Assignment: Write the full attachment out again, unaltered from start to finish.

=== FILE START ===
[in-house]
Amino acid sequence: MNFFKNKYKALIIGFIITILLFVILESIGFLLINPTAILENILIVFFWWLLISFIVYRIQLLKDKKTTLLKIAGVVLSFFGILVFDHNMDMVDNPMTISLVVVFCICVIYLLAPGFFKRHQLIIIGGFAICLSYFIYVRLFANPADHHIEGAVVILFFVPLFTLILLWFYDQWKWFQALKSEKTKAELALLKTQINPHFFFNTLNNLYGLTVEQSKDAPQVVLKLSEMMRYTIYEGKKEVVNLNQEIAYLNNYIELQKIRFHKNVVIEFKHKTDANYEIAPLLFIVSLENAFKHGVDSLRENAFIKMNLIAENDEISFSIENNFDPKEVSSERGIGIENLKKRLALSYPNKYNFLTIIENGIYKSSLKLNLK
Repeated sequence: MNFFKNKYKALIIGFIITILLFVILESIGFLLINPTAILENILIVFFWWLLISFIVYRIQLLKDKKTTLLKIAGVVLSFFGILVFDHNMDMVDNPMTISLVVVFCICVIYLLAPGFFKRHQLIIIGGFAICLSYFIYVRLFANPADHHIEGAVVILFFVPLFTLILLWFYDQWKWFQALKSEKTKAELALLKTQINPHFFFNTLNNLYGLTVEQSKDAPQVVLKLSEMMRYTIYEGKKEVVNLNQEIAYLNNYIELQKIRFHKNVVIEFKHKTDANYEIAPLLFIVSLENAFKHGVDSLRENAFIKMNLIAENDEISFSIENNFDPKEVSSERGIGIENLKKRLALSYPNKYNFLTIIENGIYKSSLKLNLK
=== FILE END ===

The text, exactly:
[in-house]
Amino acid sequence: MNFFKNKYKALIIGFIITILLFVILESIGFLLINPTAILENILIVFFWWLLISFIVYRIQLLKDKKTTLLKIAGVVLSFFGILVFDHNMDMVDNPMTISLVVVFCICVIYLLAPGFFKRHQLIIIGGFAICLSYFIYVRLFANPADHHIEGAVVILFFVPLFTLILLWFYDQWKWFQALKSEKTKAELALLKTQINPHFFFNTLNNLYGLTVEQSKDAPQVVLKLSEMMRYTIYEGKKEVVNLNQEIAYLNNYIELQKIRFHKNVVIEFKHKTDANYEIAPLLFIVSLENAFKHGVDSLRENAFIKMNLIAENDEISFSIENNFDPKEVSSERGIGIENLKKRLALSYPNKYNFLTIIENGIYKSSLKLNLK
Repeated sequence: MNFFKNKYKALIIGFIITILLFVILESIGFLLINPTAILENILIVFFWWLLISFIVYRIQLLKDKKTTLLKIAGVVLSFFGILVFDHNMDMVDNPMTISLVVVFCICVIYLLAPGFFKRHQLIIIGGFAICLSYFIYVRLFANPADHHIEGAVVILFFVPLFTLILLWFYDQWKWFQALKSEKTKAELALLKTQINPHFFFNTLNNLYGLTVEQSKDAPQVVLKLSEMMRYTIYEGKKEVVNLNQEIAYLNNYIELQKIRFHKNVVIEFKHKTDANYEIAPLLFIVSLENAFKHGVDSLRENAFIKMNLIAENDEISFSIENNFDPKEVSSERGIGIENLKKRLALSYPNKYNFLTIIENGIYKSSLKLNLK